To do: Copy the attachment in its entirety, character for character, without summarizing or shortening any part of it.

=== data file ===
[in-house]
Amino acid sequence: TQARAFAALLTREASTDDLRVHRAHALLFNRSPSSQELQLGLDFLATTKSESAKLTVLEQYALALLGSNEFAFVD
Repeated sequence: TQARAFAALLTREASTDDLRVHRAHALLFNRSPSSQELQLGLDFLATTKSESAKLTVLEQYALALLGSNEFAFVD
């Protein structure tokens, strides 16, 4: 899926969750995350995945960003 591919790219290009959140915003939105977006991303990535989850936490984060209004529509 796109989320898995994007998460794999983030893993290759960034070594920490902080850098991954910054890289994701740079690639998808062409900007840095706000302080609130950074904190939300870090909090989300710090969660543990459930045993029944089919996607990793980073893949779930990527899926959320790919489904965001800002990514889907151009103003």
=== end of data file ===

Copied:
[in-house]
Amino acid sequence: TQARAFAALLTREASTDDLRVHRAHALLFNRSPSSQELQLGLDFLATTKSESAKLTVLEQYALALLGSNEFAFVD
Repeated sequence: TQARAFAALLTREASTDDLRVHRAHALLFNRSPSSQELQLGLDFLATTKSESAKLTVLEQYALALLGSNEFAFVD
């Protein structure tokens, strides 16, 4: 899926969750995350995945960003 591919790219290009959140915003939105977006991303990535989850936490984060209004529509 796109989320898995994007998460794999983030893993290759960034070594920490902080850098991954910054890289994701740079690639998808062409900007840095706000302080609130950074904190939300870090909090989300710090969660543990459930045993029944089919996607990793980073893949779930990527899926959320790919489904965001800002990514889907151009103003």